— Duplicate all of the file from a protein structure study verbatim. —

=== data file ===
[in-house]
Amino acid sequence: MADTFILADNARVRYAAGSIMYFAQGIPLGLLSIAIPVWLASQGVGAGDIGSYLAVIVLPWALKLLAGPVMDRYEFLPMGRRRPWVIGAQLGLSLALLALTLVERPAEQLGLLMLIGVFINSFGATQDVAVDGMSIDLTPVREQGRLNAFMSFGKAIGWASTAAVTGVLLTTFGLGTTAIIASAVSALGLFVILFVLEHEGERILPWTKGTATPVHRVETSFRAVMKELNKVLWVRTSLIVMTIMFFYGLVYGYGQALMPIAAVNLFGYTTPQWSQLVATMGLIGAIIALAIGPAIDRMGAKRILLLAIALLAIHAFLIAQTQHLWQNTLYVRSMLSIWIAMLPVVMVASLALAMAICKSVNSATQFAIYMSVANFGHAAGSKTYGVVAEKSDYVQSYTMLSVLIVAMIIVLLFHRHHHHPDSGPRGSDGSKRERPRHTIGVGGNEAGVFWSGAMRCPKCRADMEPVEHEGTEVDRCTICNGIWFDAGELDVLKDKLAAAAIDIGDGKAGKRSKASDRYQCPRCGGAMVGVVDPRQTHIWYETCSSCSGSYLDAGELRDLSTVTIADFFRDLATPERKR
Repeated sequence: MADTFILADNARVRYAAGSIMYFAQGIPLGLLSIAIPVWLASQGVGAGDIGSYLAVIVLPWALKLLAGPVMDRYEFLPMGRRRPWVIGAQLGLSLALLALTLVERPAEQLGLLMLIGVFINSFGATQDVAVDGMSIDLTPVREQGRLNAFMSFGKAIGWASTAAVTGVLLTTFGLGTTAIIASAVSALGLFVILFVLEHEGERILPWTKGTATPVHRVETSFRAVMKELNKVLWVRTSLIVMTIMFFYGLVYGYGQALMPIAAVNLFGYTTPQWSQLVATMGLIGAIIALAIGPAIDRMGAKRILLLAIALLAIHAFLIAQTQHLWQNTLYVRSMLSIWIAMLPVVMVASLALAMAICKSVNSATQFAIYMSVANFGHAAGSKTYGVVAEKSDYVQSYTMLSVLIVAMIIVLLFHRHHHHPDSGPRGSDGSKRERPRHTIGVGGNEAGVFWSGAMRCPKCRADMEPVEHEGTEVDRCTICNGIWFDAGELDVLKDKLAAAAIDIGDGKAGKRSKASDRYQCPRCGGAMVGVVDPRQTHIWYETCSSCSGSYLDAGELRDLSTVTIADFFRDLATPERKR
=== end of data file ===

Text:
[in-house]
Amino acid sequence: MADTFILADNARVRYAAGSIMYFAQGIPLGLLSIAIPVWLASQGVGAGDIGSYLAVIVLPWALKLLAGPVMDRYEFLPMGRRRPWVIGAQLGLSLALLALTLVERPAEQLGLLMLIGVFINSFGATQDVAVDGMSIDLTPVREQGRLNAFMSFGKAIGWASTAAVTGVLLTTFGLGTTAIIASAVSALGLFVILFVLEHEGERILPWTKGTATPVHRVETSFRAVMKELNKVLWVRTSLIVMTIMFFYGLVYGYGQALMPIAAVNLFGYTTPQWSQLVATMGLIGAIIALAIGPAIDRMGAKRILLLAIALLAIHAFLIAQTQHLWQNTLYVRSMLSIWIAMLPVVMVASLALAMAICKSVNSATQFAIYMSVANFGHAAGSKTYGVVAEKSDYVQSYTMLSVLIVAMIIVLLFHRHHHHPDSGPRGSDGSKRERPRHTIGVGGNEAGVFWSGAMRCPKCRADMEPVEHEGTEVDRCTICNGIWFDAGELDVLKDKLAAAAIDIGDGKAGKRSKASDRYQCPRCGGAMVGVVDPRQTHIWYETCSSCSGSYLDAGELRDLSTVTIADFFRDLATPERKR
Repeated sequence: MADTFILADNARVRYAAGSIMYFAQGIPLGLLSIAIPVWLASQGVGAGDIGSYLAVIVLPWALKLLAGPVMDRYEFLPMGRRRPWVIGAQLGLSLALLALTLVERPAEQLGLLMLIGVFINSFGATQDVAVDGMSIDLTPVREQGRLNAFMSFGKAIGWASTAAVTGVLLTTFGLGTTAIIASAVSALGLFVILFVLEHEGERILPWTKGTATPVHRVETSFRAVMKELNKVLWVRTSLIVMTIMFFYGLVYGYGQALMPIAAVNLFGYTTPQWSQLVATMGLIGAIIALAIGPAIDRMGAKRILLLAIALLAIHAFLIAQTQHLWQNTLYVRSMLSIWIAMLPVVMVASLALAMAICKSVNSATQFAIYMSVANFGHAAGSKTYGVVAEKSDYVQSYTMLSVLIVAMIIVLLFHRHHHHPDSGPRGSDGSKRERPRHTIGVGGNEAGVFWSGAMRCPKCRADMEPVEHEGTEVDRCTICNGIWFDAGELDVLKDKLAAAAIDIGDGKAGKRSKASDRYQCPRCGGAMVGVVDPRQTHIWYETCSSCSGSYLDAGELRDLSTVTIADFFRDLATPERKR